After opening a convent in the Himalayas, five nuns encounter conflict and tension - both with the natives and also within their own group - as they attempt to adapt to their remote, exotic surroundings.
An American in London, down on his luck, runs into a beautiful blonde in a bar who offers him a lot of money to marry her. Broke and unemployed, he takes her up on it. When he wakes up the ... See full summary »
When an ex-dancer marries a man for his money she is suprised find he is a real skinflint. She owes a lot of money to a loan-shark who is after her. However, her husband does carry a lot of... See full summary »
Horse race tipster and journalist Metcalfe is picked for the job of foreign correspondent in Norway when Hitler invades Poland. On the way to Norway his boat is attacked by a German U-Boat,... See full summary »
This is the tale of life in a British port in the first year of World War II. Spies and smugglers abound in the blackout and unreal shore life of the "phoney war" (before the shooting started). Written by
Steve Crook <firstname.lastname@example.org>
Michael Powell's golden cocker spaniels Erik and Spangle make their first appearance on film at the house of the aunt of Mrs. Sorensen. See more »
The bigger the ship, the smaller the adventure. The smaller the ship, the bigger the adventure. But you wouldn't understand that. Because you have childish ideas about life. Because like so many women you live only for little excitements like, er...
Well, like going out every night, somewhere new, somebody new. Right?
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"White Negro" caberet designed & executed by Hedley Briggs. See more »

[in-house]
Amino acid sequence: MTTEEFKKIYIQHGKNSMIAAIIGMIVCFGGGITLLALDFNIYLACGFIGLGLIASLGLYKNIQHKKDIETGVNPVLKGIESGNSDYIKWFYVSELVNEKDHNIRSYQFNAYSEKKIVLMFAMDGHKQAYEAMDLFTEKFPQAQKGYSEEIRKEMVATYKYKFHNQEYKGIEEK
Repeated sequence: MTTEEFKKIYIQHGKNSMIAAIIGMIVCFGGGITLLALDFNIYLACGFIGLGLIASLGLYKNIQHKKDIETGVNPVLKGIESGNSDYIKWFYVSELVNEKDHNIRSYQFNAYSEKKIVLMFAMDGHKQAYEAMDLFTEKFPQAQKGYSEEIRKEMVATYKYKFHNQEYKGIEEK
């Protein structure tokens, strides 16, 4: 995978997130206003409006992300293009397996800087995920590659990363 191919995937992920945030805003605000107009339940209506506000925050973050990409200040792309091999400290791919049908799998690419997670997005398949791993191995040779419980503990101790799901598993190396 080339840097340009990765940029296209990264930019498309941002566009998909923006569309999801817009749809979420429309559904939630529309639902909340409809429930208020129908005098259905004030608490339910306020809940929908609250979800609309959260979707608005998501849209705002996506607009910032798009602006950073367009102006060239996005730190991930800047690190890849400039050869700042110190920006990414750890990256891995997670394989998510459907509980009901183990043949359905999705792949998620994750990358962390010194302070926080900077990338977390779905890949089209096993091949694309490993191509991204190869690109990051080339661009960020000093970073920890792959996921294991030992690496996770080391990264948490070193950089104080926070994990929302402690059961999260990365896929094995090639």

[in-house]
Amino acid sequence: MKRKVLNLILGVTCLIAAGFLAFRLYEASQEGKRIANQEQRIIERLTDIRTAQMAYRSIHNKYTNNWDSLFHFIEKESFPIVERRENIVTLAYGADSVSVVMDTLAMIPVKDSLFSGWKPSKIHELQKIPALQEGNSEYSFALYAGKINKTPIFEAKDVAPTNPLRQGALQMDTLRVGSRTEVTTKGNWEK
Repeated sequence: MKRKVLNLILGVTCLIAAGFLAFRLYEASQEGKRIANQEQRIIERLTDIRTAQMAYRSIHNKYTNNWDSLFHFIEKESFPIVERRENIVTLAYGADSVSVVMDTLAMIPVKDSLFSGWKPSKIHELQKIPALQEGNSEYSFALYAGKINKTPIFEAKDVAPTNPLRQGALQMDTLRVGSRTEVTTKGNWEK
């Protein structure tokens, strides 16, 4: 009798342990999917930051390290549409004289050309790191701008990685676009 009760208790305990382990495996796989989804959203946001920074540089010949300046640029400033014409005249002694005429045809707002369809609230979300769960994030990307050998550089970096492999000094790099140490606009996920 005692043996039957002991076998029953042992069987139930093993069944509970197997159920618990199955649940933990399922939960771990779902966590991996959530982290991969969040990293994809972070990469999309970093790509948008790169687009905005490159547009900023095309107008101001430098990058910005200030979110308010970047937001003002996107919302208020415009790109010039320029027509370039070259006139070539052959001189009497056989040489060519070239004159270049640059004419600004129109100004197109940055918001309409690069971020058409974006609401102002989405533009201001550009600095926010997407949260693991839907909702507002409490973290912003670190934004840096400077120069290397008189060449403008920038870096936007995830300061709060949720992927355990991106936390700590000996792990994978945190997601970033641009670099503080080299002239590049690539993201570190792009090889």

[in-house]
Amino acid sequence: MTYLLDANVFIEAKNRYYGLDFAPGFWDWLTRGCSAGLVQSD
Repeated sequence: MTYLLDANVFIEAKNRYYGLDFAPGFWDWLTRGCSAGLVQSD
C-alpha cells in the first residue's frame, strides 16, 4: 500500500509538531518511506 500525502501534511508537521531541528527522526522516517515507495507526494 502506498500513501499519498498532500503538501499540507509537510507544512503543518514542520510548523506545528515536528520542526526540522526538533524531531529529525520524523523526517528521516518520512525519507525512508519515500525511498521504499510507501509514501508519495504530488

Hobson and Veidt co-starred in "Spy in Black" in 1938 (released in '39), a beautiful WWI drama about spies and counterspies made by Alexander Korda's London Films. This film was the first pairing of director Michael Powell and scripter Emeric Pressburger who would soon come to be known as The Archers.
1940 saw the release of "Contraband", also featuring the same stars, as well as director and screenwriter. Technically, this film is superior to "Spy in Black", but if one is expecting a Hitchcockian romance-thriller laced with sparkling wit, a la "The 39 Steps" or "The Lady Vanishes," one is in for a big disappointment. Conrad Veidt, only three years away from death, looks much older than forty-seven in "Contraband". It is sad to see him cast as a 'romantic lead' having to occasionally spout some inane, undignified dialogue. Try to imagine Humphrey Bogart playing the lead in "Casablanca" in 1956 instead of 1942, and you have the idea. Even between "The Spy in Black" and "Contraband" Veidt had aged considerably.
The acting, direction, and camera-work are superb---diminutive Hay Petrie steals every scene he is in, as he did in "The Spy in Black" and "Knight Without Armour" (1937). Had he worked in Hollywood, he would likely have been a successful character lead, as was Claude Rains. It is Emeric Pressburger's script which ultimately sinks "Contraband". There are many potentially dramatic moments which are undermined by campy dialogue and situations, so much so that one cannot take the film seriously at all. The same occurs to a lesser degree in the otherwise excellent "The Life and Death of Colonel Blimp" and "A Matter of Life and Death". Pressburger, a Hungarian emigrè, also ham-fistedly telegraphs an appeal for sympathy towards all non-Brits in the aforementioned UK films.
I much prefer the Korda-produced films to the work of The Archers for the above reasons.
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